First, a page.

The pathogenesis of schizophrenia is hypothesized to involve abnormal neurodevelopment (1
). A subtype of schizophrenia has been identified that has a relatively homogeneous genetic etiology associated with a microdeletion on chromosome 22q11.2 (3
). The genetic syndrome associated with this deletion, 22q11 deletion syndrome (22qDS), has a variable physical and neurobehavioral phenotype that includes schizophrenia (3
). High rates of congenital dysmorphic features (5
), developmental structural brain abnormalities (7
), and cognitive dysfunction (8
) in 22qDS are consistent with this subtype of schizophrenia, representing an especially neurodevelopmental form of the illness (2
). The genetic risk for schizophrenia is related to the deletion, which usually occurs as a spontaneous (de novo) mutation and in the absence of a family history of psychotic illness (9
). Individuals with 22qDS represent a particularly high-risk group (9
): 25% or more are estimated to develop schizophrenia (4
). The only groups at higher risk are individuals with two parents with schizophrenia or monozygotic co-twins of individuals with schizophrenia. A 22qDS subtype of schizophrenia may be present in up to one in 50 patients with schizophrenia (11
). Higher rates of 22qDS may be present in subsets of schizophrenia with childhood onset or dual diagnosis schizophrenia and mental retardation (9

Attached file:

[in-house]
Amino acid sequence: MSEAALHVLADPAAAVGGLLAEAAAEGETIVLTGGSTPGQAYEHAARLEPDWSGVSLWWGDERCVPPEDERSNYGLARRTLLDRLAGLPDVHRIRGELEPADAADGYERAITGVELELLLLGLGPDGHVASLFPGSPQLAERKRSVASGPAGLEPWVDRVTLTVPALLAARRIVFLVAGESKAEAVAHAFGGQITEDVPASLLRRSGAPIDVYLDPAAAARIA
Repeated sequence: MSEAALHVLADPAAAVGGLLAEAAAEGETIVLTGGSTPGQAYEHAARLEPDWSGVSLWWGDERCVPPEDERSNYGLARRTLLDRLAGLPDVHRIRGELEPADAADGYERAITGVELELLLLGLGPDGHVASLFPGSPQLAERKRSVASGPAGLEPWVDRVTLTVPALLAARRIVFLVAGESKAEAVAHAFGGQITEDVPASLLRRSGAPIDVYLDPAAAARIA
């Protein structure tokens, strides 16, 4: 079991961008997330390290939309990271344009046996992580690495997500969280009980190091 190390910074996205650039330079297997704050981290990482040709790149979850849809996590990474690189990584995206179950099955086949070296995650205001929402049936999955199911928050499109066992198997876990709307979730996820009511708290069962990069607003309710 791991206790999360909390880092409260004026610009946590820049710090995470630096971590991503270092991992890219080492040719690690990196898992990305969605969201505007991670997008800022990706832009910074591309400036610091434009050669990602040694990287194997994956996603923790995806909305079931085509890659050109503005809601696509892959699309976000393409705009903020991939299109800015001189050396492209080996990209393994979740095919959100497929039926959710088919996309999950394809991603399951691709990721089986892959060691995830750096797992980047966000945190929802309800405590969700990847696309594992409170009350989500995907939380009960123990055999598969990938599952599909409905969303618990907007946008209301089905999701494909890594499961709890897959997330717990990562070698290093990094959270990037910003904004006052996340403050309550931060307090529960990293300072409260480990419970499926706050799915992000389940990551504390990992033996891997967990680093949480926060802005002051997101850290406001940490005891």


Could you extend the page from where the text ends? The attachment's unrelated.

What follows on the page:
). Individuals with 22qDS would therefore represent a relatively prevalent (≥1/4000 of the general population ) and identifiable (3
) high-risk group for schizophrenia, well suited for studies of predictive features.
For a 22qDS subtype of schizophrenia to be accepted as a useful model for schizophrenia in general, researchers must be assured that the schizophrenia phenotype is similar to that in other forms of schizophrenia. Clinicians may also wonder if there are specific features of the schizophrenia phenotype that could be used to help identify patients with a 22qDS subtype of the illness (22qDS-schizophrenia). For example, there is some evidence that impulsivity may be a component of the adult neurobehavioral phenotype of 22qDS (5
), but it is unclear if there are differences in core schizophrenic symptoms in 22qDS-schizophrenia. There are few studies detailing the clinical phenotype in adults with 22qDS-schizophrenia, however. Sample sizes have been small, particularly if one considers individuals without mental retardation (six or fewer subjects) (4
). Differences in ascertainment between these small samples and inclusion of subjects with mental retardation may explain why different studies have proposed age at onset to be younger (5
) and older (4
) in 22qDS-schizophrenia than in schizophrenia without 22qDS.
We investigated the largest group of subjects with 22qDS-schizophrenia yet reported to our knowledge (N= 24). Our goal was to determine the similarities and differences of the schizophrenia phenotype from other, more typical groups of patients with schizophrenia. We studied a subgroup of individuals with 22qDS-schizophrenia who did not have mental retardation to eliminate potential confounders due to mental retardation and make our study group more comparable to subjects with schizophrenia usually studied. We hypothesized that age at onset and core signs and symptoms of 22qDS-schizophrenia would be similar to those of patients with schizophrenia without 22qDS. We further hypothesized that the 22qDS-schizophrenia group would have greater severity of the excitement symptom grouping, which includes an item on impulse control.